The Challenge of Commissions

2011Article posted by Gilly

As I’ve mentioned previously, this year I’ve taken on several commissions, so I thought it might be of interest to talk about the process of painting commissions as it is very different from just sitting at the easel and working on something purely for one’s own pleasure. To begin with, there is quite a bit of stress (for me, anyway) of trying to produce something to someone else’s specifications and for someone else’s vision, not to mention that the final painting must really please them.

Portraits are particularly challenging as people really want to recognise the final result. My style of painting is very realistic and, therefore, my customers expect my portraits to be exceptionally realistic as well. I do try to explain that I cannot paint a photographic likeness - even if I’m painting from a photograph, as is usually the case - what I will produce will be my interpretation of that photograph. And many photos that I’m given are poorly-lit with shadows much too dark so that I cannot see any detail, or taken with a flash that bleaches out all the colour and definition in a person’s face. So I have to use a lot of artistic license to work colour into both shadows and light areas yet still achieve a realistic skin tone. I’m frequently very relieved to move onto the clothing after the face is done!!

The pastel painting of the two soldiers in Afghanistan involved a lot of guesswork, particularly with the weapons as I have no idea what the equipment really looked like. It was a matter of putting down the shapes and colours that I could see and hoping that they would coalesce into a reasonable interpretation - which, apparently, is what happened as I was given the thumbs up on that one!

It would be really wonderful to work from life, of course, but as in the case of the recent military portraits, the boys were in Afghanistan, the sailor was overseas and the other poses were from several years ago - a time in the lives of the subjects that was very important to them and which they wanted to remember. So they no longer look quite the same! And in the recent one of a small child (not yet posted), obviously, a 10-month old isn’t going to sit still to have his portrait painted. So I do have to rely on the photos. Taking them myself would be another good option, but the same restrictions apply. However, if I can meet my subjects that certainly does help.

The three-canvas commission of the small birds had it’s own set of challenges. My client specified five fairy wrens in a woodland setting, so composition was important, arranging five little birds so that they looked a natural family yet weren’t lost in the clutter of undergrowth and foliage. Silvereyes were the next specified birds, with a vineyard in the background, so that led me to placing the little group as if they were nesting in the old, twisted grapevine (which was such fun to paint!) with part of a bunch of grapes - pecked in places - to give a sense of scale and show how tiny these birds are. I was pleased with how rich that one looked. However, the final canvas was left to me completely and, to my mind, it turned out the best because I had all the freedom to do exactly what I wanted. Three New Holland Honeyeaters with banksia blossoms and the graceful leaves flowing across the canvas - it was my favourite of the three.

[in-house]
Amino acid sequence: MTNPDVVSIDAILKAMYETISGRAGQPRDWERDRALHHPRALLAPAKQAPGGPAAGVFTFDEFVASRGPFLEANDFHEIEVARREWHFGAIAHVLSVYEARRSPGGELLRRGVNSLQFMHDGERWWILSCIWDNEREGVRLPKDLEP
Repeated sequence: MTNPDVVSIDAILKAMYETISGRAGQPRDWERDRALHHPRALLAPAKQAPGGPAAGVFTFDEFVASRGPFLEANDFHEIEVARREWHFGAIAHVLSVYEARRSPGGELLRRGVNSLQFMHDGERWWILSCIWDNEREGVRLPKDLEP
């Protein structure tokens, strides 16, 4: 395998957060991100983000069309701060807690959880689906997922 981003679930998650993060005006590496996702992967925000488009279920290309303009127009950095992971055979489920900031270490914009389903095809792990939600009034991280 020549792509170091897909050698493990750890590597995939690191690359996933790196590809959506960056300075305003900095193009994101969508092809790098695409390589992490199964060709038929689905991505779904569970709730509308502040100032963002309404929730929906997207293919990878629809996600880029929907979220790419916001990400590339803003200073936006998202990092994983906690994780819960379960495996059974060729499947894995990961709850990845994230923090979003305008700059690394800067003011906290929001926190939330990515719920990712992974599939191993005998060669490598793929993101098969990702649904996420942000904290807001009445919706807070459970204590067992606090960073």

The other oil I had to paint was a riverscape - a different approach, yet again. My clients had bought a previous painting of the same river which was a very peaceful scene, but when the river is viewed from the other direction there are rocks and rapids and a lot of white water, which is what they wanted. Except, of late I’ve been painting with the new technique of many glazes, and the first riverscape, the one they already own,  was in the ‘old’ technique with lots of thick paint and lots of white paint. In order to do the companion painting so that it would match, I had to revert to the ‘old’ technique with which I’ve never been really comfortable. It seems to have worked OK - they’re happy with it - but I’m glad it’s finished!

I still have two more portraits to do but am feeling portraited-out at the moment, so am taking a break and have begun an oil painting of two black swans in my glazing technique, which is such a pleasure after all of the above!

I did sell another painting at the Trigg Exhibition but wasn’t successful at Mazenod College, which was a shame. This coming weekend there will be an exhibition by Ellenbrook Art Group at Midland Junction Arts Centre followed by another at Guildford Town Hall on 8th/9th October. That same weekend our Baskerville Group has it’s annual exhibition at Baskerville Hall, Memorial Drive, Baskerville and I have several paintings entered in all three exhibitions.  On 15th/16th October La Salle College is having it’s annual exhibition and I have three paintings entered, plus I will be doing a 2-hour ‘artist-in-residence’ session on the Sunday afternoon from 1.00-3.00 pm, so it would be great if people came along and said ‘hello’.

So, with all that going on, I guess I’d better get back to it! Keep those brushes loaded!

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